Minor Acts of Heroism #3 Review
A sweet superhero adventure that features of team of adorable child sidekicks.
The narrative is simple and linear and told in the youthful voices of the three protagonists which may not be to all readers' liking.
THE MALL IS ON FIRE! Who better to charge in and save the day than three tiny kid sidekicks of the world’s most fantastic superheroes? Featuring: Sergio touches an artifact that belongs to his vampire great-great-great-great-great-great-great uncle.
WE’RE NOT ALLOWED TO FIGHT THE BIG BADS
Sergio, Simon and Nilus have made the big grown up decision to take down the teenaged supervillains presently burning down the mall. As the sidekicks and sometimes-relations of three of the world’s most powerful superheroes surely they can handle a little scuffle at the shopping center. Sergio – as the sole progeny with no discernable powers – is left behind in the safety of Everywhere House as Simon transports himself and Nilus back to the mall once they’ve dressed in the appropriate costumes.
(Side note: In the character of Nilus writers Andriana Ferguson and Kristen Van Dam deserve a lot of credit for creating an Atlantian who is not only awesome, but refuses to fall within gender stereotypes. Nilus is the young female leader of Atlantis yet she demands to be addressed as KING because she is just as capable as any of her male counterparts. HOORAY!)
It turns out her female intuition is correct on this point as she and Simon (a.k.a. Everywhere Kid), battle against teens Jet and Quinton. The bad guys’ designer move seems to be teleporting mall rats several feet in the air and dropping them toward immanent death. We quickly learn that, while Jet is in every way the annoying teenager of stereotypes, Quinton is the big bad – probably of the entire universe. Simon (in a supreme act of self-awareness that is the trademark of this character), recognizing that he and Nilus are out of their depth, calls in the cavalry. As one would expect the cavalry being all the metahumans he and his fellows are related to.
Nilus is furious at the forced retreat and Sergio aggressively frets as (now in the safety of the Catargiu vampire mansion), Simon explains the gravity of the situation to his contemporaries. Sergio suggests they go to the library – and receives the expected ribbing for such a lame suggestion. Of course they do traipse off to the library only to discover a scary looking mask. Sergio speaks some magic-type words to it and opens a blast-of-energy-or-portal-or-something-not-good within his own body on the final splash page.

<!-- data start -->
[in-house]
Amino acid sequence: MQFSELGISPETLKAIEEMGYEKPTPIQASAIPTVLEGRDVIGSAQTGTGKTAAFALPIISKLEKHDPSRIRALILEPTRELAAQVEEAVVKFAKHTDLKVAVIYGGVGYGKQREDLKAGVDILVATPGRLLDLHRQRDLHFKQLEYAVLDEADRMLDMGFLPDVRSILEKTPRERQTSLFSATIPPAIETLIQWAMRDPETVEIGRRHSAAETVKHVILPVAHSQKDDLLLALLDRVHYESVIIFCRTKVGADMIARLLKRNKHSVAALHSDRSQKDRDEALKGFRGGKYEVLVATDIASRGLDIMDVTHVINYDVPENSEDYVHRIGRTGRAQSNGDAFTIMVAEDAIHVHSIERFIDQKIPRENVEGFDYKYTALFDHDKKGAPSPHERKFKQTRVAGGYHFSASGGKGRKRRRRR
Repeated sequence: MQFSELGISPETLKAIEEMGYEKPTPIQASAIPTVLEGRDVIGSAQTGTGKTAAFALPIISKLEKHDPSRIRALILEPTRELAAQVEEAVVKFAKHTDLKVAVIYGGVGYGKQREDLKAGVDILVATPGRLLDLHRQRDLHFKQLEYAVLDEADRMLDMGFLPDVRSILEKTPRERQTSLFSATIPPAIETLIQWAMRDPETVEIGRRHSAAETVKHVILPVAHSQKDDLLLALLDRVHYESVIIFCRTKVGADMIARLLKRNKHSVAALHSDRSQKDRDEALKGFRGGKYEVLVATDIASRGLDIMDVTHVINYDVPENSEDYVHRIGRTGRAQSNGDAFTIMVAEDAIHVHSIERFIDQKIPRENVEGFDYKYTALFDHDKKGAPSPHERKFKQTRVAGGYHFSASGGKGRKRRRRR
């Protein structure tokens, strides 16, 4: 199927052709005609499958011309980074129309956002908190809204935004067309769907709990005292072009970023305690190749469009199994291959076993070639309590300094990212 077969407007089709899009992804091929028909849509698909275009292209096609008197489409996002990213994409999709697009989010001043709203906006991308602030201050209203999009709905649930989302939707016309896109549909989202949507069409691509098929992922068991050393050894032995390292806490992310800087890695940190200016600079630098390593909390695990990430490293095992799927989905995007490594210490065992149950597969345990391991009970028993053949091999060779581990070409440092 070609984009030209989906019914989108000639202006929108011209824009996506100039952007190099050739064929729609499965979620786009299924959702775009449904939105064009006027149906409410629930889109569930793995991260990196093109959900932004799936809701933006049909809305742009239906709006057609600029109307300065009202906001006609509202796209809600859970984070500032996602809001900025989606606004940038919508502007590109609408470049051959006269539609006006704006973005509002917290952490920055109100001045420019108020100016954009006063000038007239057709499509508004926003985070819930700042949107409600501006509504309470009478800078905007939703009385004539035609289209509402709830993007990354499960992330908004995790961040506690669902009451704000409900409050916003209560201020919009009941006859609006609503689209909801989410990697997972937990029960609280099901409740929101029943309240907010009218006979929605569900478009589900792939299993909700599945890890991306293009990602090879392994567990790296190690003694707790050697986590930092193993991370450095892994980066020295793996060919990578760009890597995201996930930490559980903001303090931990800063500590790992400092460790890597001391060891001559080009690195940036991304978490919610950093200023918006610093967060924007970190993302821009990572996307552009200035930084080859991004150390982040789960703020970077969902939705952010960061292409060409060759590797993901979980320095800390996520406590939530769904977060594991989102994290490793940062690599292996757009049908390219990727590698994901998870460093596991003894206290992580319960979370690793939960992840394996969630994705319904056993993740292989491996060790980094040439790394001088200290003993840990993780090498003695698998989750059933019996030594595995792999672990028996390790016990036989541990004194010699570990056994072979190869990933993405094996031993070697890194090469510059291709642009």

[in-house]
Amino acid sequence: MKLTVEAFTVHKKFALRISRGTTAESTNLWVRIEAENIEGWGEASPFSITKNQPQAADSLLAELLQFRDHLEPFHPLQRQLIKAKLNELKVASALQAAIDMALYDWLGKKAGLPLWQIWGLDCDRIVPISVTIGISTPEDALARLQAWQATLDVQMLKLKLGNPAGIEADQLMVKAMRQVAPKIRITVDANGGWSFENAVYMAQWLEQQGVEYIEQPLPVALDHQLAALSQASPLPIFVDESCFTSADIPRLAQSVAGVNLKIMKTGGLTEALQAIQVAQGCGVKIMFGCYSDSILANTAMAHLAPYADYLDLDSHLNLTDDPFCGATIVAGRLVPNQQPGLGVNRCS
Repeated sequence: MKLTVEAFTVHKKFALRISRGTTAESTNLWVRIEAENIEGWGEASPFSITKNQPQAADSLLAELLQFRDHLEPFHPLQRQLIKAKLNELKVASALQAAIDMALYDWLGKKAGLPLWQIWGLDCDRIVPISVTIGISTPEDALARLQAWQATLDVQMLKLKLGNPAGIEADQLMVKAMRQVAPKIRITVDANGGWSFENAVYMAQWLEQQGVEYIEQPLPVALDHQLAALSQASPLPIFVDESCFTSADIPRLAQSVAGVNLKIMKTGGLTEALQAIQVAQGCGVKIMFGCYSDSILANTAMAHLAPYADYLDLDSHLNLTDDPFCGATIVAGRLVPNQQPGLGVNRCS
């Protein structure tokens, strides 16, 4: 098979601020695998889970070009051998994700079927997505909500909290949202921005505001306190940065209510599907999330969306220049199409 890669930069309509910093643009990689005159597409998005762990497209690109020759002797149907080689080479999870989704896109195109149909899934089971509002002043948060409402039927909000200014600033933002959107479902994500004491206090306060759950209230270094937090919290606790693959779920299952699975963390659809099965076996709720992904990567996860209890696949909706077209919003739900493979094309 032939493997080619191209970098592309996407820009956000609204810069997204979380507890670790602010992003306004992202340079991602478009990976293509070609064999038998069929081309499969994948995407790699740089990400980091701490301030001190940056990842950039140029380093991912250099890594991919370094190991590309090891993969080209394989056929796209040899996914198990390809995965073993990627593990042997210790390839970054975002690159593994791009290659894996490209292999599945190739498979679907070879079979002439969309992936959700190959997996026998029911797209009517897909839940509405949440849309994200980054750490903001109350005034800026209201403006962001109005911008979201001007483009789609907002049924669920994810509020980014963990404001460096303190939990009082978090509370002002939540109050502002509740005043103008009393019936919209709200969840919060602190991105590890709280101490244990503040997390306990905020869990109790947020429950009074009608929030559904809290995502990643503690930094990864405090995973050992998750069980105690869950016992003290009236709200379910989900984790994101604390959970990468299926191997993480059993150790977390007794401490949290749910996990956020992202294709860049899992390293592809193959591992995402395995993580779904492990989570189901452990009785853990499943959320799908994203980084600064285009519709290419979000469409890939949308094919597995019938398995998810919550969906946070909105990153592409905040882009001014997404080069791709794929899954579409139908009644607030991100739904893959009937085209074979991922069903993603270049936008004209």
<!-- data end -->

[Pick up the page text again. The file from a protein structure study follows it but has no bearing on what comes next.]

Ferguson and Van Dam have given each of their leading character not only distinct personalities, but distinct voices and the music of their childish interplay is my very favourite part of not only Minor Acts of Heroism #3, but the entire series. I could happily read Nilus’ pig-English as she berates the battlefield strategies employed by Simon or Everywhere Kid himself as he insults Sergio who is not only his friend, but his biggest fan.
THESE KIDS HAVE FREAKISH EYES
… is the title of a short bonus comic tacked on to the end of Minor Acts of Heroism #3 and a universal truth in this comic book. The proto-anime style set down by Ferguson and inked (and coloured), by Van Dam is bright and sharp and perfect for the fast-paced superhero story they are telling throughout Minor Acts of Heroism. The aforementioned bonus comic speaks to the fact that, like the voices of their own characters, their art is self-aware and joking, in that fun, meta kind of way.
Simon is bright and spunky in his yellow-and-white colour scheme with a hairstyle straight out of Dragonball Z; Lady King Nilus’ colour palate is brown-and-blue in the style of the ocean and earth she is sovereign over; and Sergio is brooding in black speaking to his familial legacy of vampirism which promises to feature more prominently in coming issues.
It’s fun and frantic and very, very sweet.
PICK IT UP BUTTERCUP
Minor Acts of Heroism #3 deserves to be experienced with the preexisting knowledge of the events of the first two issues and will be greatly enjoyed by a comic fans of all ages (the cover recommends 12+), especially if you could use a dose of levity in your funny books.